Circular economy is in the public eye. Quiz the average person in the street and they might mention the latte levy, Sadiq Khan’s new water fountains or Stella McCartney’s drive for circular fashion. Consumer products have certainly been the first under the spotlight as the drive to be circular attracts attention.

But who thinks about buildings? The reality is that the construction and property industry is a large slice of the pie when it comes to resource use. In the UK, construction, demolition and excavation account for 60 per cent of both material use and waste generation.

Partly, it’s a communications challenge. The timelines are less tangible. The public can relate to the useful lifespan of a disposable coffee cup being astonishingly short, but buildings last for decades.

And then we knock them down or blow them up.

We know there is a better way. And many of the answers required to shift to a restorative and regenerative system already exist, now the industry needs to start asking the right questions.

To help the industry do this, the UK Green Building Council (UKGBC) launched a comprehensive guidance document to promote the practical application of circular economy principles on construction projects. The guidance is a result of a collaborative project that included a working group made up of 23 companies with many more taking part in consultations. It was made possible by funding from programme partner The Crown Estate and sponsors Cleveland Steel and Tubes Limited, Clarion Housing Group, ISG, HS2, Telford Homes and TFT.

Its aim is to encourage construction and property professionals to think circular in project briefs.

How can we design buildings so that they can be deconstructed, with the materials recovered without avoidable performance loss?

How can we take material extracted from one site and use it on another?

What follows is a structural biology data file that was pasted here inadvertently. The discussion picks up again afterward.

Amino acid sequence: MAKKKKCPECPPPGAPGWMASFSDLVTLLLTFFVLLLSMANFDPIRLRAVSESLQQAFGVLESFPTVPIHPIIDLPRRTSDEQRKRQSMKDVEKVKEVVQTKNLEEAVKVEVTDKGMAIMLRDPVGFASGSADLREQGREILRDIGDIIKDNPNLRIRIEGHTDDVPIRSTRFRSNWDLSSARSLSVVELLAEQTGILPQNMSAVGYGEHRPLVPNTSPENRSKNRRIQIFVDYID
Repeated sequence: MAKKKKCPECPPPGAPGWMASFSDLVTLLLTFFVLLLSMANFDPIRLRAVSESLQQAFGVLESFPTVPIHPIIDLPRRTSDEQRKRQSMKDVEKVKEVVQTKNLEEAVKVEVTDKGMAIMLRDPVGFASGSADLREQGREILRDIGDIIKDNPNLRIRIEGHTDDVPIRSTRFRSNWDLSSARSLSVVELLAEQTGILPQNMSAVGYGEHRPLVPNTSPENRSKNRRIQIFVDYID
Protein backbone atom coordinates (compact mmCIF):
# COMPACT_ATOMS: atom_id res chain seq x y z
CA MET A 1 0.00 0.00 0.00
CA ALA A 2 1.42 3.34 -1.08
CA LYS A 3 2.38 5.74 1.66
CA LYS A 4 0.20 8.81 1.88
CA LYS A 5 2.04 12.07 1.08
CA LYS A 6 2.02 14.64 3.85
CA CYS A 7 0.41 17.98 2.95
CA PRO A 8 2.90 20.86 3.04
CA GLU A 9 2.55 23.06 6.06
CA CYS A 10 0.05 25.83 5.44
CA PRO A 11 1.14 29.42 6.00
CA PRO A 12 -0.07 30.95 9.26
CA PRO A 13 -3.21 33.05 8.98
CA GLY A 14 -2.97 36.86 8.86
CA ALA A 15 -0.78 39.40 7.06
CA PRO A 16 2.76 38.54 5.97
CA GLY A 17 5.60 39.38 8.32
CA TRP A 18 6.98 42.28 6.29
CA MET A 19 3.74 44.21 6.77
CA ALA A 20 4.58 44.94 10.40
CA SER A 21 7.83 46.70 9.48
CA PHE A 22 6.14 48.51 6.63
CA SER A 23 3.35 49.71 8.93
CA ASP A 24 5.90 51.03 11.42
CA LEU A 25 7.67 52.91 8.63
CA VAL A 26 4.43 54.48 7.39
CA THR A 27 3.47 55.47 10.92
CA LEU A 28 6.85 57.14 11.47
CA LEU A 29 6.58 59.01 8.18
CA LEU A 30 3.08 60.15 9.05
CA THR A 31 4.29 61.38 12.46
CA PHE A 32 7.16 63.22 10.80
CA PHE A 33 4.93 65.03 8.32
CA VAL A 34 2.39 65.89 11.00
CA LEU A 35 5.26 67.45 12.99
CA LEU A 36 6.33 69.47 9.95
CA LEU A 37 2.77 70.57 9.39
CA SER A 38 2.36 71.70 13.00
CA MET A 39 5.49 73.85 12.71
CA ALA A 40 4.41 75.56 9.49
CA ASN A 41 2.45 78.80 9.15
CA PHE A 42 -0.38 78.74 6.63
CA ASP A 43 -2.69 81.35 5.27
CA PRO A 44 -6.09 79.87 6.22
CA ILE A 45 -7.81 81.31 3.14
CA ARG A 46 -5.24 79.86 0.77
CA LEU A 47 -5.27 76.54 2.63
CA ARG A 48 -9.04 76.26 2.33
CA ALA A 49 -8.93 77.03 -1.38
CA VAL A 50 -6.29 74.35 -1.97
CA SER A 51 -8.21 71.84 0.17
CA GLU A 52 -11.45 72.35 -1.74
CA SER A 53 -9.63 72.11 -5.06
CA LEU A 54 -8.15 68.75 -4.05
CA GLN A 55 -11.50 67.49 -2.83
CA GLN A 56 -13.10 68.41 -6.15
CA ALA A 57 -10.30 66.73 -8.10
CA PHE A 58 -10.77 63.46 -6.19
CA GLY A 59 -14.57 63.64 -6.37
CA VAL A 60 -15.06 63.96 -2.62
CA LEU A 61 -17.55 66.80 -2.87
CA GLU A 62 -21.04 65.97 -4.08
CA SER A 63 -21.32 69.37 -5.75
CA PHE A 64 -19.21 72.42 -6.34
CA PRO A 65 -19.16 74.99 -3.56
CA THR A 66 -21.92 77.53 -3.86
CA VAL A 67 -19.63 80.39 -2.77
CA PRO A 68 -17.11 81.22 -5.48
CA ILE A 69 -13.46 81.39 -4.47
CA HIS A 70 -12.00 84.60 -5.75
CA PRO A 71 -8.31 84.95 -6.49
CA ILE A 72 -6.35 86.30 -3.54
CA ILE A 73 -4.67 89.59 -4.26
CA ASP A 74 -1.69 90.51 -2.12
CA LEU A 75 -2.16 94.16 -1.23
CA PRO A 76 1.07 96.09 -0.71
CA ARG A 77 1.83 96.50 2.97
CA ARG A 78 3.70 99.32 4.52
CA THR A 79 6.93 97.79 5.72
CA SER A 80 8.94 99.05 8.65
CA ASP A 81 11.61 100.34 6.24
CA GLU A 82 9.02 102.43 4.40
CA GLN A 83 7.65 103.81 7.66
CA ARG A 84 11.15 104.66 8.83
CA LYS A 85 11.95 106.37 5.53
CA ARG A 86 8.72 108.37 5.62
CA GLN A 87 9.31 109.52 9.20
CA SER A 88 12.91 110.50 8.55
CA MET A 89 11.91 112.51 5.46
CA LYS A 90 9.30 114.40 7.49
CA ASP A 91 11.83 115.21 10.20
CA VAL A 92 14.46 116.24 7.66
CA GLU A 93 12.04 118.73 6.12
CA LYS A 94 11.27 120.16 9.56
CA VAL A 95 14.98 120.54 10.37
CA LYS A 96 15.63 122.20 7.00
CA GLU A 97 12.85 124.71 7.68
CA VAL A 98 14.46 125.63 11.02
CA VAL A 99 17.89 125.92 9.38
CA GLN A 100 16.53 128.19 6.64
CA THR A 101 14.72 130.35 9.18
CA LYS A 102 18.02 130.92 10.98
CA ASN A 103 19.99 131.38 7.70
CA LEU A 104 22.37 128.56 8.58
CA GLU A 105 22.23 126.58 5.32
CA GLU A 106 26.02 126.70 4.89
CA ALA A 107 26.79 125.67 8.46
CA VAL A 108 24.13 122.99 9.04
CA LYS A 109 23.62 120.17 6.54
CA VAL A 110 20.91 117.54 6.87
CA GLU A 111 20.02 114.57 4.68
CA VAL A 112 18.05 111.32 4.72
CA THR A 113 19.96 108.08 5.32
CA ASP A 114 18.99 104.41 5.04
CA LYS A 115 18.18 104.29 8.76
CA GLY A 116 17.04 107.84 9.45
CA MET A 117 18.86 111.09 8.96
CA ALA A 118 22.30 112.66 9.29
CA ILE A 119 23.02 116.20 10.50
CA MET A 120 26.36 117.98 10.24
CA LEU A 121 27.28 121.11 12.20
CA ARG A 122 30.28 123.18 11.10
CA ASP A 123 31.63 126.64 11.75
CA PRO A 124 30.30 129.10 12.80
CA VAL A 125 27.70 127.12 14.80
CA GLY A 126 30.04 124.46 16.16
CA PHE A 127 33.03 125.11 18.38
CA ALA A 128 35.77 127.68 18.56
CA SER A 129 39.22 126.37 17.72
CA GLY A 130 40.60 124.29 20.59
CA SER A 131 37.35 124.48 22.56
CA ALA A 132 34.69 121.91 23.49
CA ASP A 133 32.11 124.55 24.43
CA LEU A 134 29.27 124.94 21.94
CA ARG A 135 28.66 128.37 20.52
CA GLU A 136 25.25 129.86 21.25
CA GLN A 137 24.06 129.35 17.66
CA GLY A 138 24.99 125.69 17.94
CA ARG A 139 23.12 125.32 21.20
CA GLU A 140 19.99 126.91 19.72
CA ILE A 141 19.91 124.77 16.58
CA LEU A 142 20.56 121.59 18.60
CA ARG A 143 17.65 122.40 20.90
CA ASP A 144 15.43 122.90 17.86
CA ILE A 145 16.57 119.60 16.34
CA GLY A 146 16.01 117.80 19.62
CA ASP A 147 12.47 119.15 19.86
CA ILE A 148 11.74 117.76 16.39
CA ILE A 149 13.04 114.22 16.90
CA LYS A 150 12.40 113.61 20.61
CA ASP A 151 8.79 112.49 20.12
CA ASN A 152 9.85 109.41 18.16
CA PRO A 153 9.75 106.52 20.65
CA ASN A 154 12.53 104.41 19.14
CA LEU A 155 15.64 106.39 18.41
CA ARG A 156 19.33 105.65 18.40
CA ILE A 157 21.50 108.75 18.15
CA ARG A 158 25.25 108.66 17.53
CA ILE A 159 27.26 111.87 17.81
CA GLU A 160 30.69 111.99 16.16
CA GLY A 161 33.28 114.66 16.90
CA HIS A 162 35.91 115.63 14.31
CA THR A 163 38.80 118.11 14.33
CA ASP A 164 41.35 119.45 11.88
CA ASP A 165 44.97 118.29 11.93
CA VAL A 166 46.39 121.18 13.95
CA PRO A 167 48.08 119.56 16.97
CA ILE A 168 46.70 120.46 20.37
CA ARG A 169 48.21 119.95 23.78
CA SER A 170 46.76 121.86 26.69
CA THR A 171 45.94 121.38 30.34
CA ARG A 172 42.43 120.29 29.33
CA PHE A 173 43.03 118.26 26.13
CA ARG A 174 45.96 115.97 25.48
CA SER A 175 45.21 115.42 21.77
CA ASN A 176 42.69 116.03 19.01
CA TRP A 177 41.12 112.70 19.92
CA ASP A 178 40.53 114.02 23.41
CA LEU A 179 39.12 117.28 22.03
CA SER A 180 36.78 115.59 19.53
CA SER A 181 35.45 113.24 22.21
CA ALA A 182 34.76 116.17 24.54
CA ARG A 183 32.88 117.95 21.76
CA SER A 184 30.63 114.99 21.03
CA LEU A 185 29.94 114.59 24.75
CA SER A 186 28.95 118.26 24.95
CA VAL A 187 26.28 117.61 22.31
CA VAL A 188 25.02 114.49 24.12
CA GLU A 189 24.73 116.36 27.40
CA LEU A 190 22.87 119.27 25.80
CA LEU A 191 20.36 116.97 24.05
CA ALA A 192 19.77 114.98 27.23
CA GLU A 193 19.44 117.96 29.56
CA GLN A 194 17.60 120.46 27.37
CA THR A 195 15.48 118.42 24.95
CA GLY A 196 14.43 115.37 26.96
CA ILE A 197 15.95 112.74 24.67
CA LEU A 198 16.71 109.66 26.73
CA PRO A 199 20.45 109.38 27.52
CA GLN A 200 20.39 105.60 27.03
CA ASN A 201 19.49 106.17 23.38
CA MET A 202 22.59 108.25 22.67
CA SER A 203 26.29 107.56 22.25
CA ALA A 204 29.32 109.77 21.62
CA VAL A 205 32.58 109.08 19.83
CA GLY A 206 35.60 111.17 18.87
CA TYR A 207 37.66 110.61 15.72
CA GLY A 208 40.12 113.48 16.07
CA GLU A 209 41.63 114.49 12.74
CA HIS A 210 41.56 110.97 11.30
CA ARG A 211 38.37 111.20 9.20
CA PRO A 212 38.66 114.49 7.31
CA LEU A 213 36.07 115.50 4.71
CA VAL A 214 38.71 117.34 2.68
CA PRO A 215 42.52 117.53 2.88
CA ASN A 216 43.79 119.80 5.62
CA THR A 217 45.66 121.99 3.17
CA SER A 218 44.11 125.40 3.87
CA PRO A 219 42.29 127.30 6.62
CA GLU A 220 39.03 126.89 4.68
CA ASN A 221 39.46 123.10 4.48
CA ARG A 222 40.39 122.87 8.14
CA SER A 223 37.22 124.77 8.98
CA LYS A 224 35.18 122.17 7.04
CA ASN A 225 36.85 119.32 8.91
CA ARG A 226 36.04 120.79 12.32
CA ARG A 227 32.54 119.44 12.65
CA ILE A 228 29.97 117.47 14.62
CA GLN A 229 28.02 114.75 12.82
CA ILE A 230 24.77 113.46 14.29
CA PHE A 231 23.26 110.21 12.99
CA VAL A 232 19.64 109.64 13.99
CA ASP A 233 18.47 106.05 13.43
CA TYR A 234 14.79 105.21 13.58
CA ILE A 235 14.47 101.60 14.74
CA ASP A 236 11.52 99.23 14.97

How can we embrace new models of servitisation and leasing to extend the useful life of an asset?

We know many of the products and systems required for a significantly more circular built environment do already exist. Indeed, 80 per cent of attendees at our circular economy launch event have applied at least one circular principle on a project and the same percentage believe there is a clear business case for their organisation to move to a circular model. What is missing is a culture that is willing to take a new holistic approach to construction projects, from the strategic brief onwards. New objectives and measures of success are required, which will lead to the right questions being asked.

It is becoming increasingly apparent that some of these questions will soon be asked by local and national government. The UK government’s 2017 Industrial Strategy included a commitment to move towards a more circular economy and the Scottish Government has a Circular Economy Strategy. But it is at a city level that change is happening quickest, with the Draft London Plan, for example, including an ambition for major developments to produce circular economy statements.

It’s no secret that the construction and property industry has historically been highly conservative and slow to adapt. But with the need for action becoming ever more urgent, policy being put in place and the business case for change crystallising, it’s clear that embracing circular principles will be vital not just to staying ahead of the competition, but to survival.

Click here to find out more about UKGBC’s Circular Economy programme.